Wednesday, January 17, 2007


The tributes that have been issued to greet Muhammad Ali's 65th birthday on Wednesday provide further confirmation of how the legacy of the former heavyweight champion has been appropriated by the conservative establishment. His life is eulogised as that of a peace-loving, all-American hero. Few even allude to his subversive role in radicalising a generation of blacks and denouncing the war in Vietnam....

Every nation fights for the way its heroes are remembered, but in the case of Ali it has been a knockout blow for the conservative elite, something that is rendered more poignant because Ali, quivering under the affliction of Parkinson's disease, is in no fit state to have a say in the matter. In the eyes of a new generation, he is a Gandhi-esque caricature: non-controversial, utterly non-threatening and devoid of the contradictions that symbolised the deep divisions in postwar American consciousness. The suspicion that Ali's handlers have conspired in this anti-historical process is confirmed by the hagiographic Muhammad Ali Center in Kentucky, a temple inscribed with simpering platitudes and pacificatory iconography.

It is difficult to imagine that any youth who happened to strut in from the ghettos of downtown Louisville would leave with any authentic sense of the provocative role that Ali played in the ructions of the Civil Rights movement, or the polemical way he asserted his opposition to Vietnam: "No Vietnamese ever called me a nigger." But even more disturbingly, the youth would walk away oblivious to the shocking fact that the cause to which Ali gave his puff has failed in many of its most basic objectives.

The 2000 census was unequivocal, recording the enduring concentration of poverty, drug abuse and criminality among black Americans. Is it any wonder that liberal intellectuals discern the rancid whiff of tokenism in the accolades that continue to rain down on the former champion?

Of course, many of Ali's acolytes will be pleased that in the rush to sanitise him in the eyes of white America, some of the hypocritical aspects of his character have been glossed over. There is little mention of the fact that he proclaimed white people were "blue-eyed devils" while not only enjoying friendships with whites but also employing many in his vast entourage. Or that he evangelised about the value of liberty while courting some of the world's most sadistic dictators, including Idi Amin, Ferdinand Marcos and President Mobutu.

Many will argue that Ali was misled by his devotion to the Nation of Islam, the black religious sect headed by Elijah Muhammad, but this hardly excuses the tendency to omit all reference to its implications. Although the Nation's theology was crudely apocalyptic - it believed white people were congenitally unjust, having been bred in a malign historical experiment, and that blacks will be rescued from Judgment Day by a wheel-shaped spaceship - it was its policies on social housing and family values that captivated Ali and other disaffected blacks.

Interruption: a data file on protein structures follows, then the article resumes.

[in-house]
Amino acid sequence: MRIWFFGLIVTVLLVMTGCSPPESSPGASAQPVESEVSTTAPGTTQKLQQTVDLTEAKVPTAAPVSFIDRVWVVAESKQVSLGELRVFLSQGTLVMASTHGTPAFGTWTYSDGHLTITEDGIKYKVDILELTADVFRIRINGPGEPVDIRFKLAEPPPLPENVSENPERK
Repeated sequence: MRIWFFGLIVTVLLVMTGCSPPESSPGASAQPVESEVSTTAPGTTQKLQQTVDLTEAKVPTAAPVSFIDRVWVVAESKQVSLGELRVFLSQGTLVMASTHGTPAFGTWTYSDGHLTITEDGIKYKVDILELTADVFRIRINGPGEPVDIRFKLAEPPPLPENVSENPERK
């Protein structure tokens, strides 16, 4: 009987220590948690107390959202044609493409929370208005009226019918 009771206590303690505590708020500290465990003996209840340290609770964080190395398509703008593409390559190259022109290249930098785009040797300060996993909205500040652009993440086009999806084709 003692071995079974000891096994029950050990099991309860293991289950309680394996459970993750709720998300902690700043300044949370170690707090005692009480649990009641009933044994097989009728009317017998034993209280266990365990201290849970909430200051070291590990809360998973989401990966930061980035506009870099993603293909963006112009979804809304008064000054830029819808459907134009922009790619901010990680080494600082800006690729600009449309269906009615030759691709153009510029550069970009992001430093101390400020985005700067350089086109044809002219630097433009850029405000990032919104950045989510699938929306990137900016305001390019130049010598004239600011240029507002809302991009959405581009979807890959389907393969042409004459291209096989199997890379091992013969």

But even here there was hypocrisy. Ali followed the example of Elijah Muhammad in moralising about the virtues of sexual abstinence while living a life of rampant promiscuity. This was never better illustrated than at the Thrilla in Manila in 1975, when Ali caused a diplomatic incident at a presidential reception by introducing Veronica Porsche, his girlfriend, as his wife. Belinda Ali, who had put up with the boxer's philandering for years, flew to the Philippines for an explosive confrontation. They divorced two years later....



Or where will it end?

An antifascist demonstration has been organised for today's performance of Giselle by English National Ballet principal Simone Clarke - her first since being "outed" as a member of the far-right British National Party. Members of the Unite Against Fascism Coalition will demonstrate at London's Covent Garden today in protest against the "BNP Ballerina's" presence in the show: Arts Council funded English National Ballet has refused to comment on Ms Clarke's political views, which emerged after a Guardian journalist revealed parts of the BNP's membership lists. Clarke claims to support a tough line on immigration and told a newspaper that she joined the party on the urging of her boyfriend, who is Cuban-Chinese.